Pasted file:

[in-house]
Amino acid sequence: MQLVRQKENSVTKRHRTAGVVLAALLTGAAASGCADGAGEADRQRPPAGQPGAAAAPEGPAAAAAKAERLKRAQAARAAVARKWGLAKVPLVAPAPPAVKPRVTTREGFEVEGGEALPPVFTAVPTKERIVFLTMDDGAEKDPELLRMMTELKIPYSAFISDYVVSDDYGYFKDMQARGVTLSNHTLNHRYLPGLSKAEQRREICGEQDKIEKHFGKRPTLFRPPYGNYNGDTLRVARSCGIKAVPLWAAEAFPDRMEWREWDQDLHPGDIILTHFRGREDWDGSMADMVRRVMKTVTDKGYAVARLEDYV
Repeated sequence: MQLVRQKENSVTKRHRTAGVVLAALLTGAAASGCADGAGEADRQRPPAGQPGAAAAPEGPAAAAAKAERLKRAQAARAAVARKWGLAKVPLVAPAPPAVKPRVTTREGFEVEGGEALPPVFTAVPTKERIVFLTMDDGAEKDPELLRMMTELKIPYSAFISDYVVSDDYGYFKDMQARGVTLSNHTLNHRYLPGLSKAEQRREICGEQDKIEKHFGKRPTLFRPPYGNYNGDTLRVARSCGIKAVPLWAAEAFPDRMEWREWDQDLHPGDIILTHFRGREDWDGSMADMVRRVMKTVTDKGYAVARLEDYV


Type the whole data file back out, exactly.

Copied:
[in-house]
Amino acid sequence: MQLVRQKENSVTKRHRTAGVVLAALLTGAAASGCADGAGEADRQRPPAGQPGAAAAPEGPAAAAAKAERLKRAQAARAAVARKWGLAKVPLVAPAPPAVKPRVTTREGFEVEGGEALPPVFTAVPTKERIVFLTMDDGAEKDPELLRMMTELKIPYSAFISDYVVSDDYGYFKDMQARGVTLSNHTLNHRYLPGLSKAEQRREICGEQDKIEKHFGKRPTLFRPPYGNYNGDTLRVARSCGIKAVPLWAAEAFPDRMEWREWDQDLHPGDIILTHFRGREDWDGSMADMVRRVMKTVTDKGYAVARLEDYV
Repeated sequence: MQLVRQKENSVTKRHRTAGVVLAALLTGAAASGCADGAGEADRQRPPAGQPGAAAAPEGPAAAAAKAERLKRAQAARAAVARKWGLAKVPLVAPAPPAVKPRVTTREGFEVEGGEALPPVFTAVPTKERIVFLTMDDGAEKDPELLRMMTELKIPYSAFISDYVVSDDYGYFKDMQARGVTLSNHTLNHRYLPGLSKAEQRREICGEQDKIEKHFGKRPTLFRPPYGNYNGDTLRVARSCGIKAVPLWAAEAFPDRMEWREWDQDLHPGDIILTHFRGREDWDGSMADMVRRVMKTVTDKGYAVARLEDYV